2015-01-01

    Introduction Bronchiectasis is a chronic disorder characterised by permanent and irreversible abnormal dilation of the bronchi and bronchioles, primarily caused by repeated cycles of pulmonary infections and inflammation, which lead to reduced mucociliary clearance and to the excessive production of sputum. Patients with non-cystic fibrosis bronchiectasis may be predisposed to hypoxemia during sleep, or to symptoms that may lead to arousals and thereby reduce the quality of life, because of the irreversible dilation of the bronchi and the presence of secretions and airflow obstruction. Methods and analysis For this cross-sectional observational study, patients with a clinical diagnosis of non-cystic fibrosis bronchiectasis will be recruited from the Bronchiectasis Clinic of the Pneumology Department of the Santa Casa de Misericordia Hospital and the Federal University of São Paulo (São Paulo, Brazil). Patients of either sex will be included if high-resolution CT of the thorax and classic sweat test confirms they have non-cystic fibrosis bronchiectasis, are between 18 and 80 years old, use long-acting bronchodilators, are clinically stable for a least 1 month, agree to participate in the study and they sign a statement of informed consent. The first part of the study will involve a clinical evaluation, maximal respiratory pressures, spirometry and the Saint George's Respiratory Questionnaire. The Sleep Laboratory of the Master's and Doctoral Postgraduate Program in Rehabilitation Sciences of the Nove de Julho University (São Paulo, Brazil) will perform the polysomnographic studies, Berlin Questionnaire, Epworth Sleepiness Scale, waist and neck circumferences, modified Mallampati classification and tonsil index. Ethics and dissemination This protocol has been approved by the Human Research Ethics Committees of Santa Casa de Misericordia Hospital (process number 178/2012) and Human Research Ethics Committee of Nove de Julho University (process number 370474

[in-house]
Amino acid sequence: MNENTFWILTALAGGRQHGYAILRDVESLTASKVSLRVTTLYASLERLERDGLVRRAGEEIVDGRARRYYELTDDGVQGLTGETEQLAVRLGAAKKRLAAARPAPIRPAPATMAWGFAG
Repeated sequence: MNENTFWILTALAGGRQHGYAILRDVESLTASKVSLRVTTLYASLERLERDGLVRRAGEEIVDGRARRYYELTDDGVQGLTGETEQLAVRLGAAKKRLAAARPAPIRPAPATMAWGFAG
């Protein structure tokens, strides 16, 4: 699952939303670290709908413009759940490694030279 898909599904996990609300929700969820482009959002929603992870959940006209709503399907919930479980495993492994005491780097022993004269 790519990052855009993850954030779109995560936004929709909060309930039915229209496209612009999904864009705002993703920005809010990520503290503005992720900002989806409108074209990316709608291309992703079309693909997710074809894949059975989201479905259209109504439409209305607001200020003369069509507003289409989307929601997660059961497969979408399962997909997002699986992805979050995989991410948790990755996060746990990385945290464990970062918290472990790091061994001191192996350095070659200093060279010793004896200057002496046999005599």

4. Respiratory Exacerbations in Indigenous Children From Two Countries With Non-Cystic Fibrosis Chronic Suppurative Lung Disease/Bronchiectasis

    PubMed Central

    Singleton, Rosalyn J.; Valery, Patricia C.; Williams, Hayley; Grimwood, Keith; Morris, Peter S.; Torzillo, Paul J.; McCallum, Gabrielle B.; Chikoyak, Lori; Holman, Robert C.; Chang, Anne B.

    2014-01-01